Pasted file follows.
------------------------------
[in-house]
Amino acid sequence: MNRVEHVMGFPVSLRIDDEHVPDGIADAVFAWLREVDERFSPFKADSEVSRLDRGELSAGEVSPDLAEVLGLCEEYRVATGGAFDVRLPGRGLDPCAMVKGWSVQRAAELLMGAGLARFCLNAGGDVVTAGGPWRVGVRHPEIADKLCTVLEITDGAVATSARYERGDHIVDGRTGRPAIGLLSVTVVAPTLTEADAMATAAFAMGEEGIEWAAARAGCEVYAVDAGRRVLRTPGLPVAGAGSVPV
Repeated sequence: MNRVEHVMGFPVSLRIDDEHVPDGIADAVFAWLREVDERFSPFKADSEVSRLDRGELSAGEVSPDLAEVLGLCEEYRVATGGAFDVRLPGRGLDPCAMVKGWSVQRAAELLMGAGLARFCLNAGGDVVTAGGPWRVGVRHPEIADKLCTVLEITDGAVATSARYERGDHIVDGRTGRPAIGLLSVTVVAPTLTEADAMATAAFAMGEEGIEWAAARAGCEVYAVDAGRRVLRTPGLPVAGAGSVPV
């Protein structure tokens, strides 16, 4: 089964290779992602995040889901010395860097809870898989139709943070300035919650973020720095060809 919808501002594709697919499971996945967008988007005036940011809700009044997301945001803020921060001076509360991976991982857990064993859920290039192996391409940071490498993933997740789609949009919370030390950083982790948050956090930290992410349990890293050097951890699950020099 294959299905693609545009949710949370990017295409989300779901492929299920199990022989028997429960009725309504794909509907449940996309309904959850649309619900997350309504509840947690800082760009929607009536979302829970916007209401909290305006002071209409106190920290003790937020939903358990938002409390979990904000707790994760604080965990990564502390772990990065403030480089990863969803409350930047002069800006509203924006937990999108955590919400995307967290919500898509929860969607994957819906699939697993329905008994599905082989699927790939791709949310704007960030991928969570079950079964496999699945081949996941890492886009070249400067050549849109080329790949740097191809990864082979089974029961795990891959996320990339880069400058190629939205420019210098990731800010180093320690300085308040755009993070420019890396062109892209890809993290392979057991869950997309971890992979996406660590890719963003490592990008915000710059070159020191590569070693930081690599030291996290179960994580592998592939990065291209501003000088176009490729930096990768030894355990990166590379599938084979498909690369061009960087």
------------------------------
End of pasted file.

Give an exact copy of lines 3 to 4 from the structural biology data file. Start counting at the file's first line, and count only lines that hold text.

Repeated sequence: MNRVEHVMGFPVSLRIDDEHVPDGIADAVFAWLREVDERFSPFKADSEVSRLDRGELSAGEVSPDLAEVLGLCEEYRVATGGAFDVRLPGRGLDPCAMVKGWSVQRAAELLMGAGLARFCLNAGGDVVTAGGPWRVGVRHPEIADKLCTVLEITDGAVATSARYERGDHIVDGRTGRPAIGLLSVTVVAPTLTEADAMATAAFAMGEEGIEWAAARAGCEVYAVDAGRRVLRTPGLPVAGAGSVPV
């Protein structure tokens, strides 16, 4: 089964290779992602995040889901010395860097809870898989139709943070300035919650973020720095060809 919808501002594709697919499971996945967008988007005036940011809700009044997301945001803020921060001076509360991976991982857990064993859920290039192996391409940071490498993933997740789609949009919370030390950083982790948050956090930290992410349990890293050097951890699950020099 294959299905693609545009949710949370990017295409989300779901492929299920199990022989028997429960009725309504794909509907449940996309309904959850649309619900997350309504509840947690800082760009929607009536979302829970916007209401909290305006002071209409106190920290003790937020939903358990938002409390979990904000707790994760604080965990990564502390772990990065403030480089990863969803409350930047002069800006509203924006937990999108955590919400995307967290919500898509929860969607994957819906699939697993329905008994599905082989699927790939791709949310704007960030991928969570079950079964496999699945081949996941890492886009070249400067050549849109080329790949740097191809990864082979089974029961795990891959996320990339880069400058190629939205420019210098990731800010180093320690300085308040755009993070420019890396062109892209890809993290392979057991869950997309971890992979996406660590890719963003490592990008915000710059070159020191590569070693930081690599030291996290179960994580592998592939990065291209501003000088176009490729930096990768030894355990990166590379599938084979498909690369061009960087």